Numerous reports have documented the potent and pleiotropic effects of the saliva of blood-feeding arthropods, which include anti-coagulation, vasodilation anti-inflammation [reviewed by (9)], calling into question how minute amounts of proteins in the inoculum that is delivered during a blood meal could significantly alter the host’s immune response against the vector-delivered pathogen. This observation is particularly puzzling considering that vector saliva primarily evolved to assist the arthropod in obtaining a blood meal and not to facilitate the infection of the vertebrate host with a vector-borne pathogen. The main effect of immunomodulatory saliva components in regard to infection appears to be temporary and local, altering immune responses at the bite site in the skin long enough to allow the vector to feed and for small numbers of pathogenic organisms to establish an infection. In addition to these indirect effects, certain salivary proteins, such as Salp15 in ticks, can be used by the pathogen (Borrelia burgdorferi in this case) to directly protect it from antibody-mediated killing when the pathogen coats itself with the vector-derived protein (10). These findings explain why only a small number of Plasmodium parasites injected by a mosquito and in the presence of arthropod saliva causes malaria infection, but large numbers of isolated (saliva-free) sporozoites have to be injected by needle and syringe to accomplish the same task. This is not only the case when injecting the parasites intravenously but also when infecting the host through the same route as the mosquito, the skin (11). Similar findings were made with Leishmania parasites, which efficiently establish infections after injection only when co-delivered with sand fly saliva (12). Observations such as these have prompted investigators to consider saliva proteins as vaccine candidates based on the hypothesis that neutralizing these immunomodulatory molecules might eliminate their ability to provide an immunological cloak and allow innate immune responses in the vertebrate skin to successfully eliminate the small infectious inoculum. The idea is further supported by numerous reports going back several decades that the pre-exposure to saliva from certain vectors can induce protection against subsequent infectious bites. Using vector saliva rather than pathogen-derived antigens as vaccine candidates has a number of attractive advantages, including: (1) protective immunity might be independent of the pathogen strain; (2) vaccine efficacy might not be abrogated by escape mutants, i.e., vector-delivered viruses, bacteria, or parasites with mutations in the vaccine-encoded antigen; and (3) the efficacy of some of these vaccines would not be limited to the vertebrate host, but may extend to the vector itself. Examples for the latter point are the tick mannose-binding lectin TSLPI, which assists Borrelia (the etiologic agent of Lyme disease) in establishing infection in the vertebrate host, and is also crucial for vector colonization (13), as well as the tick protein Salp25D, which is essential for the acquisition of Borrelia by the vector and which can be neutralized by the blood meal of an immunized host (14). Thus, vaccines targeting such molecules might act both as vaccines that prevent infection in the vertebrate host and as transmission-blocking vaccines which mediate their effects in the vector and preclude transmission.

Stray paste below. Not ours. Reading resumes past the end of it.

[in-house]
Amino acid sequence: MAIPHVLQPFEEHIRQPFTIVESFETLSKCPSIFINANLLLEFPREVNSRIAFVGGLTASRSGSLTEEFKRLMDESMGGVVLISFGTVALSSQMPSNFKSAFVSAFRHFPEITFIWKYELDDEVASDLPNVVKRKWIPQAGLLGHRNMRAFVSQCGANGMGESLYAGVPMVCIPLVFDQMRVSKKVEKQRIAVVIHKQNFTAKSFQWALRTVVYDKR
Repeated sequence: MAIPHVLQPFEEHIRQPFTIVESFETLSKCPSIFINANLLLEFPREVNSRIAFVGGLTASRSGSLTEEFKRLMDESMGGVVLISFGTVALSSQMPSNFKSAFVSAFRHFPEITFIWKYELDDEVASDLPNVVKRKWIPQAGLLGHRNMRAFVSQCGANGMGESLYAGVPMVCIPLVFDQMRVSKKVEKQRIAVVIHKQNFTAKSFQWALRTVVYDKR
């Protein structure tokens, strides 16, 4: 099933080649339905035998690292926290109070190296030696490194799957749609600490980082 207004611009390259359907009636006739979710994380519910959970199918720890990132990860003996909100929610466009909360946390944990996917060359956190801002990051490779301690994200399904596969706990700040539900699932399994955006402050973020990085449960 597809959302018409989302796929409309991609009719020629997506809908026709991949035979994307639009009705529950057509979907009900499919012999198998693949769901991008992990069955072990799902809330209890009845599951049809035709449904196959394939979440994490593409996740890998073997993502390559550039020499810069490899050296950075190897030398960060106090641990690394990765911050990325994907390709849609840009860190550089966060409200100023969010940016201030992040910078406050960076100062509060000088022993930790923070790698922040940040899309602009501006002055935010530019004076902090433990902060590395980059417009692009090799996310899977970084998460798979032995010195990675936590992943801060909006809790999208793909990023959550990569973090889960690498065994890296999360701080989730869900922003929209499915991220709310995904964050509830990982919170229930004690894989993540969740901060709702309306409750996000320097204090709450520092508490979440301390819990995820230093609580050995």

A number of reports describe the potential of vaccines based on salivary antigens (1517), and with the proof-of-concept for saliva antigen-based vaccines well established, the question is: why has this research area not advanced more rapidly and produced more vaccines for the long list of vector-borne diseases? Despite the successful identification and classification of vast numbers of salivary proteins in many different vectors, the list of saliva proteins with defined immunological functions which could serve as candidates for rationally designed vaccines is very short. The matter is further complicated by studies reporting contradictory effects of salivary proteins, in part because some studies use recombinant or isolated saliva proteins while crude salivary gland extracts are used in others. For example, while one study was unable to detect an effect of mosquito saliva on malaria infection (18), other investigators, using the same parasite species, report drastic effects of mosquito saliva on the severity of the infection (7). Some of the reasons for the observed differences between experimental systems were discussed at a workshop in 2012 (19), resulting in strong recommendations to standardize these model systems but also to focus on the analysis of individual saliva components rather than heterogenous and insufficiently characterized salivary gland extracts.